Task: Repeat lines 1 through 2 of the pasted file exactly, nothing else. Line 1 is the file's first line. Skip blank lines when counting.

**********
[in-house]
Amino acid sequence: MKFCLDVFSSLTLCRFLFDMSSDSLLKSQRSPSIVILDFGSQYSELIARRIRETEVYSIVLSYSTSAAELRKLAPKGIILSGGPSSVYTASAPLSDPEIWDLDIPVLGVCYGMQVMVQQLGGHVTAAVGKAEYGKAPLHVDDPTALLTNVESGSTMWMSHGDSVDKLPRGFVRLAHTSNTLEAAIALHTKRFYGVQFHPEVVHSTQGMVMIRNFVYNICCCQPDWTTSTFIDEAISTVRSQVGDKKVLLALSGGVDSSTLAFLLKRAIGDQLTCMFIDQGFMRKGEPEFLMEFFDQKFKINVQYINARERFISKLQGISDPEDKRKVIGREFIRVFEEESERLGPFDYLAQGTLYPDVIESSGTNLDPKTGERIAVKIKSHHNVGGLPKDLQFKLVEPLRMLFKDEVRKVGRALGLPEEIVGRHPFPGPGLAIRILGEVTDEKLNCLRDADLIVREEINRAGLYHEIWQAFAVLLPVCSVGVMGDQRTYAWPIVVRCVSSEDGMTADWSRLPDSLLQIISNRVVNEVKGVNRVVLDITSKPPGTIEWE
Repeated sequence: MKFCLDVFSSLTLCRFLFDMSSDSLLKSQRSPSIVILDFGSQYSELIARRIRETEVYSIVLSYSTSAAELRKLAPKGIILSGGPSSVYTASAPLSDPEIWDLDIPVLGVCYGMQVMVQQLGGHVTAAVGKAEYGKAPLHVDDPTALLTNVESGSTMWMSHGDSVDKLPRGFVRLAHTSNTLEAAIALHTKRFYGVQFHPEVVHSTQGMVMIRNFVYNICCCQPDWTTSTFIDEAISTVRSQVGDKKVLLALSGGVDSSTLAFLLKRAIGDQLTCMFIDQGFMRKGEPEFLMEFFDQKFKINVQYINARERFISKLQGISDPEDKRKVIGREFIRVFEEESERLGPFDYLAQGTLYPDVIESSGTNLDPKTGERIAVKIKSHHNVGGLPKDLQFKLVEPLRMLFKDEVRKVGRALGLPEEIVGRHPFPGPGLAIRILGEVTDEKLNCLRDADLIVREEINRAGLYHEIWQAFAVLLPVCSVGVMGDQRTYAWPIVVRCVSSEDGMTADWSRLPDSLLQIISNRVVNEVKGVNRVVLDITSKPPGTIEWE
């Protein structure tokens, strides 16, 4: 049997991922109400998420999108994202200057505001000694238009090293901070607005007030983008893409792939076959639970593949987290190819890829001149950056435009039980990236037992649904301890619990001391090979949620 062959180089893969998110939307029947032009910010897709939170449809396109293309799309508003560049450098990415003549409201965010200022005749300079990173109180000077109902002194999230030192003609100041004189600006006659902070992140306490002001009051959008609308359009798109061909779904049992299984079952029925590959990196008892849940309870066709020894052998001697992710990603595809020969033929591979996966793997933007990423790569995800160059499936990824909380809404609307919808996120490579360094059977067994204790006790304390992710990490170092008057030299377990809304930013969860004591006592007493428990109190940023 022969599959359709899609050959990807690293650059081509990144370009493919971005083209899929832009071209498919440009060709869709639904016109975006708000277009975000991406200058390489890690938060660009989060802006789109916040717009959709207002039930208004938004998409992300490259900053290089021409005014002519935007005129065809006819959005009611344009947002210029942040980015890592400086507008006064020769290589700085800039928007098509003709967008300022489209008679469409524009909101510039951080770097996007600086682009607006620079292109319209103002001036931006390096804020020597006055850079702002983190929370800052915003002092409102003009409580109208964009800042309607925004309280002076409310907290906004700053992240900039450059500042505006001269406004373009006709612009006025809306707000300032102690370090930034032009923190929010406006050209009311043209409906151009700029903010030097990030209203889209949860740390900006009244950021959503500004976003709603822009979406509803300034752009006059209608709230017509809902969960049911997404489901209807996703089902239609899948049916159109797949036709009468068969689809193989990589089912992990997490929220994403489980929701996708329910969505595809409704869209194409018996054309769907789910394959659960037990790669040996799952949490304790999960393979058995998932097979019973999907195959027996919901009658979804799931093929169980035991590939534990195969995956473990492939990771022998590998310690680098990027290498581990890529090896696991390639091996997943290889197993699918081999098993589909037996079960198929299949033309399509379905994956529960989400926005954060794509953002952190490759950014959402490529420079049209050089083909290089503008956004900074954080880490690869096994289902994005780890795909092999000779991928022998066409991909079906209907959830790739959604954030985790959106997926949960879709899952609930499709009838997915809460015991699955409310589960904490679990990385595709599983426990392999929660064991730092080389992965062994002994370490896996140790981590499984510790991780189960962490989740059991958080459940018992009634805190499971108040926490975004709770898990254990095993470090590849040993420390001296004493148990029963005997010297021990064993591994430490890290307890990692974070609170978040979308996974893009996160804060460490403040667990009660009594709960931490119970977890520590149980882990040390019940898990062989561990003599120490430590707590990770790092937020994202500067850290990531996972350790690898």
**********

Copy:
[in-house]
Amino acid sequence: MKFCLDVFSSLTLCRFLFDMSSDSLLKSQRSPSIVILDFGSQYSELIARRIRETEVYSIVLSYSTSAAELRKLAPKGIILSGGPSSVYTASAPLSDPEIWDLDIPVLGVCYGMQVMVQQLGGHVTAAVGKAEYGKAPLHVDDPTALLTNVESGSTMWMSHGDSVDKLPRGFVRLAHTSNTLEAAIALHTKRFYGVQFHPEVVHSTQGMVMIRNFVYNICCCQPDWTTSTFIDEAISTVRSQVGDKKVLLALSGGVDSSTLAFLLKRAIGDQLTCMFIDQGFMRKGEPEFLMEFFDQKFKINVQYINARERFISKLQGISDPEDKRKVIGREFIRVFEEESERLGPFDYLAQGTLYPDVIESSGTNLDPKTGERIAVKIKSHHNVGGLPKDLQFKLVEPLRMLFKDEVRKVGRALGLPEEIVGRHPFPGPGLAIRILGEVTDEKLNCLRDADLIVREEINRAGLYHEIWQAFAVLLPVCSVGVMGDQRTYAWPIVVRCVSSEDGMTADWSRLPDSLLQIISNRVVNEVKGVNRVVLDITSKPPGTIEWE